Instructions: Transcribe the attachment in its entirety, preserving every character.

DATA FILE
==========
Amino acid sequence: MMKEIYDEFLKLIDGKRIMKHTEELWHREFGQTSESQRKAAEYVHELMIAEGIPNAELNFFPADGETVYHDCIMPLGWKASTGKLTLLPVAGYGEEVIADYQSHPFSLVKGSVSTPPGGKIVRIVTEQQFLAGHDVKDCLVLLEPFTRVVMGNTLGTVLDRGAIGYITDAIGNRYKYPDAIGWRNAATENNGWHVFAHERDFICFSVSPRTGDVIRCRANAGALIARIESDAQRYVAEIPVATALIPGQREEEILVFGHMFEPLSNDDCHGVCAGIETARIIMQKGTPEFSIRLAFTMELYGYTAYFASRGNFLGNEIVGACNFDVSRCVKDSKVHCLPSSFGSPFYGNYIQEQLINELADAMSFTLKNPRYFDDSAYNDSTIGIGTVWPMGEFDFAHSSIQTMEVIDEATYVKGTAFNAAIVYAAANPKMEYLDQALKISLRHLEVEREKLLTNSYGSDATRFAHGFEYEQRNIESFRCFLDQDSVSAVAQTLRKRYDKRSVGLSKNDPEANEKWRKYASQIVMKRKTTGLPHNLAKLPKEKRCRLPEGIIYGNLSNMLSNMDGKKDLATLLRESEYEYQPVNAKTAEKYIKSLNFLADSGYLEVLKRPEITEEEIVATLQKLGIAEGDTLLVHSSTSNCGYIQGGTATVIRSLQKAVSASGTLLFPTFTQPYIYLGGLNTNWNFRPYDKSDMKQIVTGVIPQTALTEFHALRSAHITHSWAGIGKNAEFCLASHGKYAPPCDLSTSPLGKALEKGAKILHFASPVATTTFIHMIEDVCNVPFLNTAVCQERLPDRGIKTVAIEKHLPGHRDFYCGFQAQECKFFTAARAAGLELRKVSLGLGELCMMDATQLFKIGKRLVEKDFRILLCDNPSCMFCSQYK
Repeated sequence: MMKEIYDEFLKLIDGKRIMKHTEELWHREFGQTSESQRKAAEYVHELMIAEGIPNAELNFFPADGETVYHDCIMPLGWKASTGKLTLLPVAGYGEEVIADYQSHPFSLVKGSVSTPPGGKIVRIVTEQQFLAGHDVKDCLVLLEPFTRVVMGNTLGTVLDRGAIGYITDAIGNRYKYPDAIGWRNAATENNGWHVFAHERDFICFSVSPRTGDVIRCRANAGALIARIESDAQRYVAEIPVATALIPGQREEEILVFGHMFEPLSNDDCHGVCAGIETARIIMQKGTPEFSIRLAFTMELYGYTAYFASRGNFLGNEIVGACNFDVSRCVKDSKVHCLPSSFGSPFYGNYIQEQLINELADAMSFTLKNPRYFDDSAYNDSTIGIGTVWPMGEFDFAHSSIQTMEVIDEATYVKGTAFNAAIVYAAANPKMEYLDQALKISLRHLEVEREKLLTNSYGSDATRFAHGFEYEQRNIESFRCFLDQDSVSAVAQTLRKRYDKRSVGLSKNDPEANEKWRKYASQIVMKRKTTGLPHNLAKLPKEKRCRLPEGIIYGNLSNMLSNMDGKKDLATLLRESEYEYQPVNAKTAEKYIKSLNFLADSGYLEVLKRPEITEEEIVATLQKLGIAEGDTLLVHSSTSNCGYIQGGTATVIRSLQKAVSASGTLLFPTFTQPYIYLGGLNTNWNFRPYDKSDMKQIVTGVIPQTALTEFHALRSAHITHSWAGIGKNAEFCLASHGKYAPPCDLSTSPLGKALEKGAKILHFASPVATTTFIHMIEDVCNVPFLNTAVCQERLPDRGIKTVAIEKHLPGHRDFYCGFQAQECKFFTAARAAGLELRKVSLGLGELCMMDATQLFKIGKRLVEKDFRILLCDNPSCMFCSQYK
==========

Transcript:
Amino acid sequence: MMKEIYDEFLKLIDGKRIMKHTEELWHREFGQTSESQRKAAEYVHELMIAEGIPNAELNFFPADGETVYHDCIMPLGWKASTGKLTLLPVAGYGEEVIADYQSHPFSLVKGSVSTPPGGKIVRIVTEQQFLAGHDVKDCLVLLEPFTRVVMGNTLGTVLDRGAIGYITDAIGNRYKYPDAIGWRNAATENNGWHVFAHERDFICFSVSPRTGDVIRCRANAGALIARIESDAQRYVAEIPVATALIPGQREEEILVFGHMFEPLSNDDCHGVCAGIETARIIMQKGTPEFSIRLAFTMELYGYTAYFASRGNFLGNEIVGACNFDVSRCVKDSKVHCLPSSFGSPFYGNYIQEQLINELADAMSFTLKNPRYFDDSAYNDSTIGIGTVWPMGEFDFAHSSIQTMEVIDEATYVKGTAFNAAIVYAAANPKMEYLDQALKISLRHLEVEREKLLTNSYGSDATRFAHGFEYEQRNIESFRCFLDQDSVSAVAQTLRKRYDKRSVGLSKNDPEANEKWRKYASQIVMKRKTTGLPHNLAKLPKEKRCRLPEGIIYGNLSNMLSNMDGKKDLATLLRESEYEYQPVNAKTAEKYIKSLNFLADSGYLEVLKRPEITEEEIVATLQKLGIAEGDTLLVHSSTSNCGYIQGGTATVIRSLQKAVSASGTLLFPTFTQPYIYLGGLNTNWNFRPYDKSDMKQIVTGVIPQTALTEFHALRSAHITHSWAGIGKNAEFCLASHGKYAPPCDLSTSPLGKALEKGAKILHFASPVATTTFIHMIEDVCNVPFLNTAVCQERLPDRGIKTVAIEKHLPGHRDFYCGFQAQECKFFTAARAAGLELRKVSLGLGELCMMDATQLFKIGKRLVEKDFRILLCDNPSCMFCSQYK
Repeated sequence: MMKEIYDEFLKLIDGKRIMKHTEELWHREFGQTSESQRKAAEYVHELMIAEGIPNAELNFFPADGETVYHDCIMPLGWKASTGKLTLLPVAGYGEEVIADYQSHPFSLVKGSVSTPPGGKIVRIVTEQQFLAGHDVKDCLVLLEPFTRVVMGNTLGTVLDRGAIGYITDAIGNRYKYPDAIGWRNAATENNGWHVFAHERDFICFSVSPRTGDVIRCRANAGALIARIESDAQRYVAEIPVATALIPGQREEEILVFGHMFEPLSNDDCHGVCAGIETARIIMQKGTPEFSIRLAFTMELYGYTAYFASRGNFLGNEIVGACNFDVSRCVKDSKVHCLPSSFGSPFYGNYIQEQLINELADAMSFTLKNPRYFDDSAYNDSTIGIGTVWPMGEFDFAHSSIQTMEVIDEATYVKGTAFNAAIVYAAANPKMEYLDQALKISLRHLEVEREKLLTNSYGSDATRFAHGFEYEQRNIESFRCFLDQDSVSAVAQTLRKRYDKRSVGLSKNDPEANEKWRKYASQIVMKRKTTGLPHNLAKLPKEKRCRLPEGIIYGNLSNMLSNMDGKKDLATLLRESEYEYQPVNAKTAEKYIKSLNFLADSGYLEVLKRPEITEEEIVATLQKLGIAEGDTLLVHSSTSNCGYIQGGTATVIRSLQKAVSASGTLLFPTFTQPYIYLGGLNTNWNFRPYDKSDMKQIVTGVIPQTALTEFHALRSAHITHSWAGIGKNAEFCLASHGKYAPPCDLSTSPLGKALEKGAKILHFASPVATTTFIHMIEDVCNVPFLNTAVCQERLPDRGIKTVAIEKHLPGHRDFYCGFQAQECKFFTAARAAGLELRKVSLGLGELCMMDATQLFKIGKRLVEKDFRILLCDNPSCMFCSQYK